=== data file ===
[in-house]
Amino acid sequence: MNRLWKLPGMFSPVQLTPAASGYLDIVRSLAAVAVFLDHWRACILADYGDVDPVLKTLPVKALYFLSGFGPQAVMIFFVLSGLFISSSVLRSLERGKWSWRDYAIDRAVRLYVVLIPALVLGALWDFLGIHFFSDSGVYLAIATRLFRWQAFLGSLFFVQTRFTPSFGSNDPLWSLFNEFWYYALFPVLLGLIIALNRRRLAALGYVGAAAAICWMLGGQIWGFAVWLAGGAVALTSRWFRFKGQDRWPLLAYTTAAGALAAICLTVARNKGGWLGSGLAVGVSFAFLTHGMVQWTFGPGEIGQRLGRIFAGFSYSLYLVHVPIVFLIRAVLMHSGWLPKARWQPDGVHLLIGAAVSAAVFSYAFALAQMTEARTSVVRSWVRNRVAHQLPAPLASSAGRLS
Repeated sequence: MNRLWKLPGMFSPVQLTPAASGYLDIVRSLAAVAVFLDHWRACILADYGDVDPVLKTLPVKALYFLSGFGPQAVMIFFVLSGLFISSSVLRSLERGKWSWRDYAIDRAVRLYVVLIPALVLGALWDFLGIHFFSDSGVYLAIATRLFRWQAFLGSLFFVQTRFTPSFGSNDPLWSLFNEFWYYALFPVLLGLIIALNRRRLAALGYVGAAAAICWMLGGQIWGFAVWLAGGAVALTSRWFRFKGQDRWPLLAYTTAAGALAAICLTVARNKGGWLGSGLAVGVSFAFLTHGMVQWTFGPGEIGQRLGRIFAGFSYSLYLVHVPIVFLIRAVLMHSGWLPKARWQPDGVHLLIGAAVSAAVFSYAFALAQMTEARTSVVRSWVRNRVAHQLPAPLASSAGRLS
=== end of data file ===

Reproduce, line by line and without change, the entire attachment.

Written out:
[in-house]
Amino acid sequence: MNRLWKLPGMFSPVQLTPAASGYLDIVRSLAAVAVFLDHWRACILADYGDVDPVLKTLPVKALYFLSGFGPQAVMIFFVLSGLFISSSVLRSLERGKWSWRDYAIDRAVRLYVVLIPALVLGALWDFLGIHFFSDSGVYLAIATRLFRWQAFLGSLFFVQTRFTPSFGSNDPLWSLFNEFWYYALFPVLLGLIIALNRRRLAALGYVGAAAAICWMLGGQIWGFAVWLAGGAVALTSRWFRFKGQDRWPLLAYTTAAGALAAICLTVARNKGGWLGSGLAVGVSFAFLTHGMVQWTFGPGEIGQRLGRIFAGFSYSLYLVHVPIVFLIRAVLMHSGWLPKARWQPDGVHLLIGAAVSAAVFSYAFALAQMTEARTSVVRSWVRNRVAHQLPAPLASSAGRLS
Repeated sequence: MNRLWKLPGMFSPVQLTPAASGYLDIVRSLAAVAVFLDHWRACILADYGDVDPVLKTLPVKALYFLSGFGPQAVMIFFVLSGLFISSSVLRSLERGKWSWRDYAIDRAVRLYVVLIPALVLGALWDFLGIHFFSDSGVYLAIATRLFRWQAFLGSLFFVQTRFTPSFGSNDPLWSLFNEFWYYALFPVLLGLIIALNRRRLAALGYVGAAAAICWMLGGQIWGFAVWLAGGAVALTSRWFRFKGQDRWPLLAYTTAAGALAAICLTVARNKGGWLGSGLAVGVSFAFLTHGMVQWTFGPGEIGQRLGRIFAGFSYSLYLVHVPIVFLIRAVLMHSGWLPKARWQPDGVHLLIGAAVSAAVFSYAFALAQMTEARTSVVRSWVRNRVAHQLPAPLASSAGRLS